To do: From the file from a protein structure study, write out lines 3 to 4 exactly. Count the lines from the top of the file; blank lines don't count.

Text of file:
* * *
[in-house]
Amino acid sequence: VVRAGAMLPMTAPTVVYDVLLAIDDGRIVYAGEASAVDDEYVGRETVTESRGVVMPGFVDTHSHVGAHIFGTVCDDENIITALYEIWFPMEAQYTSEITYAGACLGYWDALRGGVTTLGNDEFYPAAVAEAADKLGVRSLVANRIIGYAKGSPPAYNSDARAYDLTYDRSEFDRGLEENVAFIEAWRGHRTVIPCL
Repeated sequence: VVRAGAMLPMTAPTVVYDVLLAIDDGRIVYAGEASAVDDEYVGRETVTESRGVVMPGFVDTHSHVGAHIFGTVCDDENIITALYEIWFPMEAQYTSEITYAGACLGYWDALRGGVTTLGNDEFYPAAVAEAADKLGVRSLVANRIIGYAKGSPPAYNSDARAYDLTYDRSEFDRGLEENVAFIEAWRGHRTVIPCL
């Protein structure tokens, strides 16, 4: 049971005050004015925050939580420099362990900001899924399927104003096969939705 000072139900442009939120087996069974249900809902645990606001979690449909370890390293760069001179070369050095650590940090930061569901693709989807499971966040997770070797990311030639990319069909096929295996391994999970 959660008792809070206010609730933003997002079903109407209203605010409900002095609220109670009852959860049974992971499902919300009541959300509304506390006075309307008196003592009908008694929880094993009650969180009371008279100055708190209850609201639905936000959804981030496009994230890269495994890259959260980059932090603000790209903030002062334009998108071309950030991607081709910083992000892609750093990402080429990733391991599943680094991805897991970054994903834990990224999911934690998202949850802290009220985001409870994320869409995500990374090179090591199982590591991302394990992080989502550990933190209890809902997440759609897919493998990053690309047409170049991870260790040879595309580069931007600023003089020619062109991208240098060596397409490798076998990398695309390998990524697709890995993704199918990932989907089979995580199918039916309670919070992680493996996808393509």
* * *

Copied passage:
Repeated sequence: VVRAGAMLPMTAPTVVYDVLLAIDDGRIVYAGEASAVDDEYVGRETVTESRGVVMPGFVDTHSHVGAHIFGTVCDDENIITALYEIWFPMEAQYTSEITYAGACLGYWDALRGGVTTLGNDEFYPAAVAEAADKLGVRSLVANRIIGYAKGSPPAYNSDARAYDLTYDRSEFDRGLEENVAFIEAWRGHRTVIPCL
């Protein structure tokens, strides 16, 4: 049971005050004015925050939580420099362990900001899924399927104003096969939705 000072139900442009939120087996069974249900809902645990606001979690449909370890390293760069001179070369050095650590940090930061569901693709989807499971966040997770070797990311030639990319069909096929295996391994999970 959660008792809070206010609730933003997002079903109407209203605010409900002095609220109670009852959860049974992971499902919300009541959300509304506390006075309307008196003592009908008694929880094993009650969180009371008279100055708190209850609201639905936000959804981030496009994230890269495994890259959260980059932090603000790209903030002062334009998108071309950030991607081709910083992000892609750093990402080429990733391991599943680094991805897991970054994903834990990224999911934690998202949850802290009220985001409870994320869409995500990374090179090591199982590591991302394990992080989502550990933190209890809902997440759609897919493998990053690309047409170049991870260790040879595309580069931007600023003089020619062109991208240098060596397409490798076998990398695309390998990524697709890995993704199918990932989907089979995580199918039916309670919070992680493996996808393509």